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Why we've probably overestimated the benefits of psychotherapy for depression

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For years, doctors have had two main strategies for treating depression: antidepressants and psychotherapy. These practices, according to the published research, can be fairly effective.

Or at least that's what we thought. But recent research now suggests that we've actually been overestimating the effectiveness of our best treatments for depression — in part because published studies were giving a biased picture of the medical evidence.

The reason has to do with something called "publication bias." Often there are lots of different scientists conducting studies on whether, say, a particular drug or therapy can alleviate the symptoms of depression. Not all of those studies, however, get published. Journal editors tend to be more interested in papers finding that a particular treatment had a big effect instead of studies showing little or no effect.

This means that journals can often give readers a skewed view of what scientists are actually finding in their labs. A paper finding that a particular treatment had no effect is just as valuable as a paper finding that a treatment had a big effect. But doctors are far more likely to read about the latter, and as a result they can overestimate the effectiveness of treatments.

It seems this is a big problem in the research around treatments for depression. In 2008, researchers looked at studies on antidepressants for a paper in the New England Journal of Medicine. They found that the medicine's benefits had been exaggerated in the scientific literature because of publication bias.

For a new study in the journal PLOS One, researchers zeroed in on psychotherapies for depression. These including talking therapies, like counseling, group or family therapy, and cognitive behavioral therapy. To find out whether their effects have also been exaggerated by publication bias, the researchers went back to the source, identifying grants that the National Institutes of Health gave out for randomized trials looking at psychological treatments for depression.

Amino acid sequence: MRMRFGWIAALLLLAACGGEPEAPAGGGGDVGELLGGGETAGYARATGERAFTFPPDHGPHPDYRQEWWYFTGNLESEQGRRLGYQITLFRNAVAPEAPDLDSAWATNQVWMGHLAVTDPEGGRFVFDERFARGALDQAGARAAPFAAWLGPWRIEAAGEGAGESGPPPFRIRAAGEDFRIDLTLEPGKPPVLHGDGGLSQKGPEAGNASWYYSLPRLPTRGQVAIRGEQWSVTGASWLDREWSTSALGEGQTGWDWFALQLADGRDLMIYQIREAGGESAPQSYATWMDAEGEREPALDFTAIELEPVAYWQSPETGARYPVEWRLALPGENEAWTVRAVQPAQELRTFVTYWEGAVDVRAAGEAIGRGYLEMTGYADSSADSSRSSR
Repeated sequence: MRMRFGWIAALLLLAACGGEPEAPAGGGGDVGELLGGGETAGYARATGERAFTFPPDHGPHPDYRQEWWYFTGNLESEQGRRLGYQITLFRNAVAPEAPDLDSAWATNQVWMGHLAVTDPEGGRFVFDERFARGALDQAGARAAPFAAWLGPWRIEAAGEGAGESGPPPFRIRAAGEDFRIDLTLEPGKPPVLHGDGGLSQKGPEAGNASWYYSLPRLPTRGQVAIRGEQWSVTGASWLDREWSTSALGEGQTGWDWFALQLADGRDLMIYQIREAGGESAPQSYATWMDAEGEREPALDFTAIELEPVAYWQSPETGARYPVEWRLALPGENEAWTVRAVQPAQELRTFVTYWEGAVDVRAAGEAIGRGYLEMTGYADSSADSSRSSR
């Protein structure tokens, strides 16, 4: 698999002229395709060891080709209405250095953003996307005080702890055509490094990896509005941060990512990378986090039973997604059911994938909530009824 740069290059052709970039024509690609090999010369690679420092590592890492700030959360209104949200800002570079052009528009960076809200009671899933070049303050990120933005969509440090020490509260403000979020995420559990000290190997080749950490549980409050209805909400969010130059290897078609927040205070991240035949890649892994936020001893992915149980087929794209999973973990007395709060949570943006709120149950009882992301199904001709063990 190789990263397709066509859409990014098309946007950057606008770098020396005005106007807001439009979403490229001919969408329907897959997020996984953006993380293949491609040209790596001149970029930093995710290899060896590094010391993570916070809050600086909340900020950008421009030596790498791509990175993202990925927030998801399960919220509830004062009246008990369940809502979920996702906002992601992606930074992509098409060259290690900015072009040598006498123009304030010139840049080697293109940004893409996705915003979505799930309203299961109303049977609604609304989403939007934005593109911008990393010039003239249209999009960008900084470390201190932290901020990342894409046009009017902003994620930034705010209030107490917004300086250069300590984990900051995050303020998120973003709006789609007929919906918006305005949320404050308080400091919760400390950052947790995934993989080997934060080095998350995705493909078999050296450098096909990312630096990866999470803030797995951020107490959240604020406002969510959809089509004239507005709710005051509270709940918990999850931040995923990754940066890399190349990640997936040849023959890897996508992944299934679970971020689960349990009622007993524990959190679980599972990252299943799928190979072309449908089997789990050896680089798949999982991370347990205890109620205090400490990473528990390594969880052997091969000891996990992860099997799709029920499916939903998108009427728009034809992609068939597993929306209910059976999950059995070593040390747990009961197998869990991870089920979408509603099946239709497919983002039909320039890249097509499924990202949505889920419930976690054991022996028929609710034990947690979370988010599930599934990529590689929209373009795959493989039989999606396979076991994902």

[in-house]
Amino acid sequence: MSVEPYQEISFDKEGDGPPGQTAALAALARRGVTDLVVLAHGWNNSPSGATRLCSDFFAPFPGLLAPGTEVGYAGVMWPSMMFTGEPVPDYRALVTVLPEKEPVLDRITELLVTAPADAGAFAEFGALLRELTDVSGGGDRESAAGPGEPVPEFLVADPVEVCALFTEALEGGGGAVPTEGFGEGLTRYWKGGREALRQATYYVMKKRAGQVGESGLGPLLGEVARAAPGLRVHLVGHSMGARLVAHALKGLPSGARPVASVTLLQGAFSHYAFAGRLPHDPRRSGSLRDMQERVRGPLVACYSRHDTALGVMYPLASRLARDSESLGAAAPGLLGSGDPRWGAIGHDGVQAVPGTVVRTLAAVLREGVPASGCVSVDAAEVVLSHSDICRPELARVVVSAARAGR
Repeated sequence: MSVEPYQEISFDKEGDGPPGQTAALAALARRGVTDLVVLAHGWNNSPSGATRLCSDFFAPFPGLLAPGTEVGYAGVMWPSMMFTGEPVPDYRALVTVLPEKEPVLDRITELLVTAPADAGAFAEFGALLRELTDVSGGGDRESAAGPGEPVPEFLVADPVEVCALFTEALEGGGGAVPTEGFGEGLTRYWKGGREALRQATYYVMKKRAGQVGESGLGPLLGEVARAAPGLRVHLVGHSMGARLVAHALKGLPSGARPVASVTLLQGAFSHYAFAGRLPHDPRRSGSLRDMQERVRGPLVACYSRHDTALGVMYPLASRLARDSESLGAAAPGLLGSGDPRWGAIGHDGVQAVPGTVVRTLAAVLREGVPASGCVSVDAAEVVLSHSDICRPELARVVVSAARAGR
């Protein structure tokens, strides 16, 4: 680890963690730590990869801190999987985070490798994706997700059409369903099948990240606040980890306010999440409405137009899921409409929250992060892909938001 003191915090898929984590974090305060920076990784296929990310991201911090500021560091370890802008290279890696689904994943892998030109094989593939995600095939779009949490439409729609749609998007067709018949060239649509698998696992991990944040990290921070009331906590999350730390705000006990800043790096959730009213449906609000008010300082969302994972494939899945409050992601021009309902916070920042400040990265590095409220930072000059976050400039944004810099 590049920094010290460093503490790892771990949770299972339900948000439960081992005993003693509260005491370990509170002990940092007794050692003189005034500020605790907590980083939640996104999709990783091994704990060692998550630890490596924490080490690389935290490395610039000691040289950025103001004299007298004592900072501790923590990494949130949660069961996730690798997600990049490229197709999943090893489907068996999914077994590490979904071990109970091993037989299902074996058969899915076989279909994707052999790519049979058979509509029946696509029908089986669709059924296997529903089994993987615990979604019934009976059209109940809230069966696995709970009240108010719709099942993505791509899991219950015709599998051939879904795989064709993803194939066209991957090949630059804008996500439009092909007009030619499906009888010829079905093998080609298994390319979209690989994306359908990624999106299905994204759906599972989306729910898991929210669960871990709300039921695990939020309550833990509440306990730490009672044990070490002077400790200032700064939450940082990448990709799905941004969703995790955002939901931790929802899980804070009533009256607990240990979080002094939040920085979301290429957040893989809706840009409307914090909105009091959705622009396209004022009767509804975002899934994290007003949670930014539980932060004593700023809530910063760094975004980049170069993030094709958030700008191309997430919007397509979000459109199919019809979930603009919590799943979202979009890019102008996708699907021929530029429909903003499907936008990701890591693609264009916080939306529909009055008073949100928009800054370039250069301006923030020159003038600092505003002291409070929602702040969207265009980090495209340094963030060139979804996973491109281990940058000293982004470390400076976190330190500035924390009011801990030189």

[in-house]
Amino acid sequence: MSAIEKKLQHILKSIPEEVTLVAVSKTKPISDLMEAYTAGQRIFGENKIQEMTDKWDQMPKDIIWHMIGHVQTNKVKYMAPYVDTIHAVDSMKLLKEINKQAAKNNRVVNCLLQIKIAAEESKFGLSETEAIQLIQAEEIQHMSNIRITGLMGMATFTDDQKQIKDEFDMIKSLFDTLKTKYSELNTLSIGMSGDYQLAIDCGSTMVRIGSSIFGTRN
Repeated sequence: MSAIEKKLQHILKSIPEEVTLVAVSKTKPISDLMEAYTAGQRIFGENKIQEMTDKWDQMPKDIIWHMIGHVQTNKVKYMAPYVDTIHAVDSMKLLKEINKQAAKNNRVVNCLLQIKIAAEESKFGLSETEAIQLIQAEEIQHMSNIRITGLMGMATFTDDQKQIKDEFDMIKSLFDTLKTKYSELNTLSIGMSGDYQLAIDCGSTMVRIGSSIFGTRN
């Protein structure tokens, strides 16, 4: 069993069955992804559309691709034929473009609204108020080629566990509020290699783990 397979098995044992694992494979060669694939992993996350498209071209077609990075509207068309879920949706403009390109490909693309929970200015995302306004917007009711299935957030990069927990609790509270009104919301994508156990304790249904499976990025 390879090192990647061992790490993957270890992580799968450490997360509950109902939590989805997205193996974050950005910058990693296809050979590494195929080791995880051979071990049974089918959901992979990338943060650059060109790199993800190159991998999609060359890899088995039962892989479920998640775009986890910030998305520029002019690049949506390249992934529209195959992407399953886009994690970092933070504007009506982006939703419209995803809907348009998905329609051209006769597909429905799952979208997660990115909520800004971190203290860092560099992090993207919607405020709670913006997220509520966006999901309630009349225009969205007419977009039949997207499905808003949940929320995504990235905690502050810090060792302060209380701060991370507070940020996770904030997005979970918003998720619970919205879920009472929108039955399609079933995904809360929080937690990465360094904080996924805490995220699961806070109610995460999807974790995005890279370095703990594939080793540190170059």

Of the 55 grants that helped launch studies, about a quarter were never published. (That's a little better than the estimated half of medical studies that are never published.) When the researchers got their hands on the unpublished data and pooled those results together with the research that had already been published, they found that psychotherapy looked a lot less promising. (Compared with the studies in journals, the efficacy of psychotherapy dropped by about 25 percent.)

"The efficacy of psychological interventions for depression has been overestimated in the published literature, just as it has been for pharmacotherapy [antidepressants]," the researchers write. These treatments work — just not as well as published studies suggest.

This new finding carries a lesson for science: Medical decisions shouldn't be based on published data only. There's already a movement afoot to make sure the results of all clinical trials are shared, and that raw data is factored into the decision-making process more often. This new research on treatments for depression should add more urgency to the push. As the researchers write, "Clinicians, guidelines developers, and decision makers should be aware that the published literature overestimates the effects of the predominant treatments for depression."